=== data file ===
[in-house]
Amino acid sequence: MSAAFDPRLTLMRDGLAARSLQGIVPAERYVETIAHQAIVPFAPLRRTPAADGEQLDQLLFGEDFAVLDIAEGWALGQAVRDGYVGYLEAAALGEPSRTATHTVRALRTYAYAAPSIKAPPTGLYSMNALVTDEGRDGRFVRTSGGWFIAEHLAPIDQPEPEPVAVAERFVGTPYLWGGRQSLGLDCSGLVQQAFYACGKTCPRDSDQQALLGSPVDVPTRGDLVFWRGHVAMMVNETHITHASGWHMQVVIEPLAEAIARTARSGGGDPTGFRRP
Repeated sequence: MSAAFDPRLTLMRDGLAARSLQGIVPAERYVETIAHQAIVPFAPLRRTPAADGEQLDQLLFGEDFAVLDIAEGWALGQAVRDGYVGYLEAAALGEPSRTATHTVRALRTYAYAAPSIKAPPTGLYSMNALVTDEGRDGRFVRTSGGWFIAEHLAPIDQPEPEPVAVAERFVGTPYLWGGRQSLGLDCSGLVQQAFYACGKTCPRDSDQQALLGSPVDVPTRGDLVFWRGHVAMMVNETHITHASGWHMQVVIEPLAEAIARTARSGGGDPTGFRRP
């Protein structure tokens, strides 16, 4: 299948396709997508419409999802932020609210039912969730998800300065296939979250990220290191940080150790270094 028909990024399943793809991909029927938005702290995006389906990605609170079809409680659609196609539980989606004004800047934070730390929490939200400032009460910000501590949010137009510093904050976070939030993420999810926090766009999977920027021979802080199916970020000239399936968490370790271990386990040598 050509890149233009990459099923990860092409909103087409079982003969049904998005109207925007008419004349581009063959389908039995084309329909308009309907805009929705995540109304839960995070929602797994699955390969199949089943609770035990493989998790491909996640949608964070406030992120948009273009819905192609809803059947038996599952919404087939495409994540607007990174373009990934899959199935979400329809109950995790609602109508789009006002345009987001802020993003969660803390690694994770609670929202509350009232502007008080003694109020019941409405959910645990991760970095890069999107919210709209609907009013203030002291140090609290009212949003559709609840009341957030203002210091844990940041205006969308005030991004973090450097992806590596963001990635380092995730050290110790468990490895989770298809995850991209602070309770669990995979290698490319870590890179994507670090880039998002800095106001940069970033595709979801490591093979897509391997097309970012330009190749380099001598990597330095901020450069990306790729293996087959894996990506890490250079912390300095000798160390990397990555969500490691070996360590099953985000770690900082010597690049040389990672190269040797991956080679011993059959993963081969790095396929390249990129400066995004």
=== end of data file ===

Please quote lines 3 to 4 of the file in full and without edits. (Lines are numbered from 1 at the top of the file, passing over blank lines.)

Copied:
Repeated sequence: MSAAFDPRLTLMRDGLAARSLQGIVPAERYVETIAHQAIVPFAPLRRTPAADGEQLDQLLFGEDFAVLDIAEGWALGQAVRDGYVGYLEAAALGEPSRTATHTVRALRTYAYAAPSIKAPPTGLYSMNALVTDEGRDGRFVRTSGGWFIAEHLAPIDQPEPEPVAVAERFVGTPYLWGGRQSLGLDCSGLVQQAFYACGKTCPRDSDQQALLGSPVDVPTRGDLVFWRGHVAMMVNETHITHASGWHMQVVIEPLAEAIARTARSGGGDPTGFRRP
């Protein structure tokens, strides 16, 4: 299948396709997508419409999802932020609210039912969730998800300065296939979250990220290191940080150790270094 028909990024399943793809991909029927938005702290995006389906990605609170079809409680659609196609539980989606004004800047934070730390929490939200400032009460910000501590949010137009510093904050976070939030993420999810926090766009999977920027021979802080199916970020000239399936968490370790271990386990040598 050509890149233009990459099923990860092409909103087409079982003969049904998005109207925007008419004349581009063959389908039995084309329909308009309907805009929705995540109304839960995070929602797994699955390969199949089943609770035990493989998790491909996640949608964070406030992120948009273009819905192609809803059947038996599952919404087939495409994540607007990174373009990934899959199935979400329809109950995790609602109508789009006002345009987001802020993003969660803390690694994770609670929202509350009232502007008080003694109020019941409405959910645990991760970095890069999107919210709209609907009013203030002291140090609290009212949003559709609840009341957030203002210091844990940041205006969308005030991004973090450097992806590596963001990635380092995730050290110790468990490895989770298809995850991209602070309770669990995979290698490319870590890179994507670090880039998002800095106001940069970033595709979801490591093979897509391997097309970012330009190749380099001598990597330095901020450069990306790729293996087959894996990506890490250079912390300095000798160390990397990555969500490691070996360590099953985000770690900082010597690049040389990672190269040797991956080679011993059959993963081969790095396929390249990129400066995004």